Historically, once the condemned person was attached to the chair, various cycles (differing in voltage and duration) of alternating current would be passed through the condemned's body, in order to fatally damage the internal organs (including the brain). The first jolt of electric current was designed to cause immediate unconsciousness and brain death; the second one was designed to cause fatal damage to the vital organs. Death was frequently caused by electrical overstimulation of the heart.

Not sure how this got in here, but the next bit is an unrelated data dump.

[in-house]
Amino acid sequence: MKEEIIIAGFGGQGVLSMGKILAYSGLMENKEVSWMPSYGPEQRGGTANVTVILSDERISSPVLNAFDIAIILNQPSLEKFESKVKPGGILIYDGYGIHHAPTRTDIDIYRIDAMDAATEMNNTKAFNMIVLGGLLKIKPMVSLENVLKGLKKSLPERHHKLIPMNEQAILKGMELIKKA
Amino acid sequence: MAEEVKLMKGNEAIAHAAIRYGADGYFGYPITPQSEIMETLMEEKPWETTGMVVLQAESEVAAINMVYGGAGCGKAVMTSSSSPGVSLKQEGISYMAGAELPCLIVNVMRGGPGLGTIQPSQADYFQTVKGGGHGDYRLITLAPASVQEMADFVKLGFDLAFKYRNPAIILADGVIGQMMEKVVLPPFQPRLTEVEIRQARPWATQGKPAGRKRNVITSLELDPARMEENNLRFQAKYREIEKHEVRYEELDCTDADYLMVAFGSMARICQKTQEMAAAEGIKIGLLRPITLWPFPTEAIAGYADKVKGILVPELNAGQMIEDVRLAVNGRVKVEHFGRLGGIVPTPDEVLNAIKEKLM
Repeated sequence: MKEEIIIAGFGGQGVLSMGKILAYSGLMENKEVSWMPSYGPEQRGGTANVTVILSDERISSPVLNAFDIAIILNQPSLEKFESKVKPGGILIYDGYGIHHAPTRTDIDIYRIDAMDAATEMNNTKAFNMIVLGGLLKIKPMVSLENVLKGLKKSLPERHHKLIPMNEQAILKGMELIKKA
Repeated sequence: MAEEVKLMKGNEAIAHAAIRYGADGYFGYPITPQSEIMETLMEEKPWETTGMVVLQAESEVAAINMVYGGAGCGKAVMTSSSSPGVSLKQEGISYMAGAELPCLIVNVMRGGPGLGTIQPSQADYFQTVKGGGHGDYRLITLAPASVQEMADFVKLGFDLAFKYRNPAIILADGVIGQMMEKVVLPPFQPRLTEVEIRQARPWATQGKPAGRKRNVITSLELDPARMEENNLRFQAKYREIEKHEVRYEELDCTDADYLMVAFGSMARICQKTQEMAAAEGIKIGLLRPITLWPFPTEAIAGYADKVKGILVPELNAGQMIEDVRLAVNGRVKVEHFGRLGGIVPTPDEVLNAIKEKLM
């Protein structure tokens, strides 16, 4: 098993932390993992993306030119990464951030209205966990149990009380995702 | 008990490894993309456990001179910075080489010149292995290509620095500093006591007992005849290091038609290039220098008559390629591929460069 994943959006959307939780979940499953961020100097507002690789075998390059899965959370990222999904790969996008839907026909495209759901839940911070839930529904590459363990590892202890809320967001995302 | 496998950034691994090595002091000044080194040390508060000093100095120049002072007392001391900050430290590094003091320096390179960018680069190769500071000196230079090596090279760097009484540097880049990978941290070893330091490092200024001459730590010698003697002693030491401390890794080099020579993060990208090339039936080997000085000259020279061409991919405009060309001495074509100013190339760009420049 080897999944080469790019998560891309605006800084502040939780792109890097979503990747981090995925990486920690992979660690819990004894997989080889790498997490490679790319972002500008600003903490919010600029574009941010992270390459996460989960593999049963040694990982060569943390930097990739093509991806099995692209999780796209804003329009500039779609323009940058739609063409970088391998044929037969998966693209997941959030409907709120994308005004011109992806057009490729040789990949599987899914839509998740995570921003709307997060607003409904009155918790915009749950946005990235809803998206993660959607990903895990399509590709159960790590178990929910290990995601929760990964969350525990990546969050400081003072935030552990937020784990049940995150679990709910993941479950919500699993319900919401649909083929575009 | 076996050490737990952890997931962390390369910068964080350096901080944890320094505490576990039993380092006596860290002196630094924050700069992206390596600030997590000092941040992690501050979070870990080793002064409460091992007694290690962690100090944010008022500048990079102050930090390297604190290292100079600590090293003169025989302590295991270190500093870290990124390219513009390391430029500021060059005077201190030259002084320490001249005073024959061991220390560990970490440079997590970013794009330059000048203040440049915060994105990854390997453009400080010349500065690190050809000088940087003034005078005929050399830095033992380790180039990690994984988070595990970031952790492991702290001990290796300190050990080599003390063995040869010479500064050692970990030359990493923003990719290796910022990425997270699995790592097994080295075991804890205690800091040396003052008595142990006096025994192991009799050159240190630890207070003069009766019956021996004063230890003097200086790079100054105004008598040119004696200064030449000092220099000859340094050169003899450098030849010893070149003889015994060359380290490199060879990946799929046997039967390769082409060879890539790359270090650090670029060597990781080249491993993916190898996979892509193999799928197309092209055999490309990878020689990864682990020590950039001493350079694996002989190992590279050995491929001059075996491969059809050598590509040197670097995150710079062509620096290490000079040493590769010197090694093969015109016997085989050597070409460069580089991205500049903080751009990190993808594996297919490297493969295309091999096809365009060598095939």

The electric chair was invented by Dr Alphonse David Rockwell (1840-1933) and first used in 1890. It was used by more than 25 states throughout the 20th century, acquiring nicknames such as Old Smokey, Old Sparky, Old Betsy, Yellow Mama, and Gruesome Gertie. In the late 20th century, the electric chair was discontinued as a form of execution in many U.S. states, and its use in the 21st century is very infrequent.